What we really need in this field is for advocates to spread awareness on social media channels by sticking to the science, speak with their own doctors about the science and clinical trials so far, and coordinate efforts with physicians and respected scientists to develop widespread clinical trials to pave the way for FDA approval. By doing so, we achieve two things that are contingent on the other: we utilize the gold standard of science, setting the field of bioelectronic medicine up for success, and in doing so, we set the maximum number of patients up for success and the opportunity to thrive.
Vagus nerve stimulators have been implanted in over 125k+ patients with epilepsy in the last twenty-five years, and the safety profile for those FDA-approved devices is undeniable. Now, we need to advocate for trials and expanded access to the inflammatory settings to benefit more patients, for today and future generations.
By ‘many dints of victories’ – we will, indeed, see the field of bioelectronic medicine through to the other side: that glorious place where it is practiced every day in clinics and hospitals all over the world, no longer a revolution to be fought for, but a fact of life to be lived among.
To achieve that mission, I use my three Rules of the River above as my guiding lights – because one day, I hope to live in a time where this field doesn’t require advocacy, and it just, simply, is.
Once upon a time, the Notorious RBG said it best:
PHARMA V. DHARMA
Researchers around the globe are working tirelessly to advance the field of bioelectronic medicine, from its global scientific home of the Feinstein Institutes to the Karolinska Institute (the home of the Nobel Prize) in Sweden to the University of Wisconsin-Madison and the University of Washington, to the Israel Institute of Technology, to Cambridge, as well as the work occurring in industry by General Electric, SetPoint Medical, Cala Health, Iota Biosciences, Spark Biomedical, GSK, and more.
At the Feinstein Institutes, researchers are focused on every aspect of bioelectronic medicine, from decoding neural signals to understanding the role each signal plays in the immune system, to identifying molecular targets, to developing devices that will be implanted on the nerve to achieve a targeted outcome. The vagus nerve is made up of between 80,000 to 100,000 fibers, each sending specific neural signals back and forth between the immune system and the brain.
So far, Dr. Theo Zanos’ lab has successfully decoded the neural signaling of two cytokines: IL-1 and TNF, finding that each cytokine triggered its own specific response signal. His lab also found the neural signal for glucose, which will allow for the modulation of insulin for diabetics.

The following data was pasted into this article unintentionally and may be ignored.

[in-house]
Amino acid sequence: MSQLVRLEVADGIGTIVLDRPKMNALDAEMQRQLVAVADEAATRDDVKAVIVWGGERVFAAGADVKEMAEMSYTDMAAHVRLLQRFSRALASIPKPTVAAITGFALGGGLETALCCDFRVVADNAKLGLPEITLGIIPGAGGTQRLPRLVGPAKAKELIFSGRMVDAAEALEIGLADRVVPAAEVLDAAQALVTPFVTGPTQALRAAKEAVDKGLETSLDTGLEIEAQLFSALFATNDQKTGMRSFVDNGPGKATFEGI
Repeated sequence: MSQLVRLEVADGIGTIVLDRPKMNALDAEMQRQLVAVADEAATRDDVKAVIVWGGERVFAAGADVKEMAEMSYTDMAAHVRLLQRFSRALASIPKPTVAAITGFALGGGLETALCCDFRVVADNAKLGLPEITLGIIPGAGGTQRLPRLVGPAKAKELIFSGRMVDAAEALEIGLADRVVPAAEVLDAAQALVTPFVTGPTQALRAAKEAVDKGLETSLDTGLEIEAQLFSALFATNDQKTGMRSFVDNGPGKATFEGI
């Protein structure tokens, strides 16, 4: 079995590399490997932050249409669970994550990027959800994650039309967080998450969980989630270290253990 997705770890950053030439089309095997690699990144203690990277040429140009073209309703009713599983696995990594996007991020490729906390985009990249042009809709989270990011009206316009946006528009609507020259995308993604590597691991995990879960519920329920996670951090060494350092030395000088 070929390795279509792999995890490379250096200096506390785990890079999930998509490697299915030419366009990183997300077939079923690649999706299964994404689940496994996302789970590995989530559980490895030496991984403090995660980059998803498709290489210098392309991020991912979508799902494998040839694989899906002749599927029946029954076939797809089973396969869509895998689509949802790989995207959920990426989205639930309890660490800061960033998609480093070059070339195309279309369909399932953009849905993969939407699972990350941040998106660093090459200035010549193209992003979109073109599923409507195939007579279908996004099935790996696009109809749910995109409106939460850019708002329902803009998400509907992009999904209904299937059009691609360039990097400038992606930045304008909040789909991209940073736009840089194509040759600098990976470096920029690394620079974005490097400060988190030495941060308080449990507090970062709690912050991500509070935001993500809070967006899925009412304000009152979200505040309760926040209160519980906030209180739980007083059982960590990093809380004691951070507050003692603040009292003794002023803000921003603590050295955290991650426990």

Continued research and discovery of specific neural signals will allow the bioengineering lab, led by Dr. Timir Datta, to develop devices that customize stimulation based on an individual’s specific needs. For instance, I have a device that is an off-the-shelf stimulator that has been used in epilepsy for 20 years, and it only sends a few signals down to my spleen. The newer devices will be able to not only send more targeted signals but also read incoming signals and then respond accordingly based on the need.
The possibilities for treating specific diseases are endless: Feinstein’s researchers are exploring the role of the vagus nerve in sepsis, diabetes, arthritis, Crohn’s, lupus, and obesity, and there is something called the ‘neural tourniquet’ that is in trials for treating hemorrhaging for soldiers wounded in war and postpartum mothers.
Led by Dr. Jared Huston, the neural tourniquet has shown that by stimulating the vagus nerve externally, we can prime platelets in the spleen to prepare them to respond more effectively to hemorrhaging, reducing the amount of blood loss by up to 50% and decreasing the amount of bleeding time by 40% due to expedited clot formation at the site of the injury.
What’s more, this year Dr. Sangeeta Chavan and her team discovered a small cluster of neurons within the brain stem that is responsible for the production of inflammation in the immune system, traveling by way of the vagus nerve.
While it’s been known that the vagus nerve is a vital part of the mechanism of the ‘Inflammatory Reflex’ and that stimulating the nerve inhibits inflammation and cytokine production, it was not yet understood the origin of where the signals that travel down the vagus nerve come from. Dr. Chavan and her team discovered that anti-inflammatory (cholinergic) neurons from the brain stem’s dorsal motor nucleus communicate with the spleen by way of the vagus nerve.